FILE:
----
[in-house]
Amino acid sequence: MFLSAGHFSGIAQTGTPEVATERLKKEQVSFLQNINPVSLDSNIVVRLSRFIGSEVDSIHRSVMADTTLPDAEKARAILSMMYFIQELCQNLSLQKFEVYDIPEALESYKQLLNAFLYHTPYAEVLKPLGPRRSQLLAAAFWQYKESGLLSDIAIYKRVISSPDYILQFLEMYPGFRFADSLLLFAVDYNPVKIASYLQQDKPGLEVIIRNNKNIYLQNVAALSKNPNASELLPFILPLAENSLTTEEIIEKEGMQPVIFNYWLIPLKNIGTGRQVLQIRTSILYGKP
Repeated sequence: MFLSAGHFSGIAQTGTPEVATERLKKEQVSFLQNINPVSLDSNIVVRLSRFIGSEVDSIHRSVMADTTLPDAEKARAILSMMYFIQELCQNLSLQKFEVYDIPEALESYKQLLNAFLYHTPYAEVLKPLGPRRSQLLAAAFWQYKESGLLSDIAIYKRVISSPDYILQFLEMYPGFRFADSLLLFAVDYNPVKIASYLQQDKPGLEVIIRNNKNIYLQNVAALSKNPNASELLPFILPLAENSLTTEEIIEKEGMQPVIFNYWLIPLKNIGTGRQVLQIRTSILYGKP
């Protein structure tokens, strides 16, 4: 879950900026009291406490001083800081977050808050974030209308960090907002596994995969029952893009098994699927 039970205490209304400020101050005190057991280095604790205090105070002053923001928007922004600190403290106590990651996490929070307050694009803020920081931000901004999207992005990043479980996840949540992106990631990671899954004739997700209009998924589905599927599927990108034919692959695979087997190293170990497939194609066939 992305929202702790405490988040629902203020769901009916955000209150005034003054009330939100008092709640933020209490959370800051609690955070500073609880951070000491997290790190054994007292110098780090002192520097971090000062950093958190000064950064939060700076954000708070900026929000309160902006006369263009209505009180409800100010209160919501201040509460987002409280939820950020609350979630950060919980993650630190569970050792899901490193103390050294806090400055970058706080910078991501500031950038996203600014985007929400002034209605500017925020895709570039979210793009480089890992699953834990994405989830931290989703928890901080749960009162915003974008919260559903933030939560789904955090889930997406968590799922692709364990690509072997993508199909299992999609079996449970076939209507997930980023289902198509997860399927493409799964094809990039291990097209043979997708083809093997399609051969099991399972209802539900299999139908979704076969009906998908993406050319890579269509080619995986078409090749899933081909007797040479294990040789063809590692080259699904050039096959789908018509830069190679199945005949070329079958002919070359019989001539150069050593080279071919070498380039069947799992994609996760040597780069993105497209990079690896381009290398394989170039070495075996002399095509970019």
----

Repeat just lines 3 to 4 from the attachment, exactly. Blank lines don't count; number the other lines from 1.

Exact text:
Repeated sequence: MFLSAGHFSGIAQTGTPEVATERLKKEQVSFLQNINPVSLDSNIVVRLSRFIGSEVDSIHRSVMADTTLPDAEKARAILSMMYFIQELCQNLSLQKFEVYDIPEALESYKQLLNAFLYHTPYAEVLKPLGPRRSQLLAAAFWQYKESGLLSDIAIYKRVISSPDYILQFLEMYPGFRFADSLLLFAVDYNPVKIASYLQQDKPGLEVIIRNNKNIYLQNVAALSKNPNASELLPFILPLAENSLTTEEIIEKEGMQPVIFNYWLIPLKNIGTGRQVLQIRTSILYGKP
């Protein structure tokens, strides 16, 4: 879950900026009291406490001083800081977050808050974030209308960090907002596994995969029952893009098994699927 039970205490209304400020101050005190057991280095604790205090105070002053923001928007922004600190403290106590990651996490929070307050694009803020920081931000901004999207992005990043479980996840949540992106990631990671899954004739997700209009998924589905599927599927990108034919692959695979087997190293170990497939194609066939 992305929202702790405490988040629902203020769901009916955000209150005034003054009330939100008092709640933020209490959370800051609690955070500073609880951070000491997290790190054994007292110098780090002192520097971090000062950093958190000064950064939060700076954000708070900026929000309160902006006369263009209505009180409800100010209160919501201040509460987002409280939820950020609350979630950060919980993650630190569970050792899901490193103390050294806090400055970058706080910078991501500031950038996203600014985007929400002034209605500017925020895709570039979210793009480089890992699953834990994405989830931290989703928890901080749960009162915003974008919260559903933030939560789904955090889930997406968590799922692709364990690509072997993508199909299992999609079996449970076939209507997930980023289902198509997860399927493409799964094809990039291990097209043979997708083809093997399609051969099991399972209802539900299999139908979704076969009906998908993406050319890579269509080619995986078409090749899933081909007797040479294990040789063809590692080259699904050039096959789908018509830069190679199945005949070329079958002919070359019989001539150069050593080279071919070498380039069947799992994609996760040597780069993105497209990079690896381009290398394989170039070495075996002399095509970019």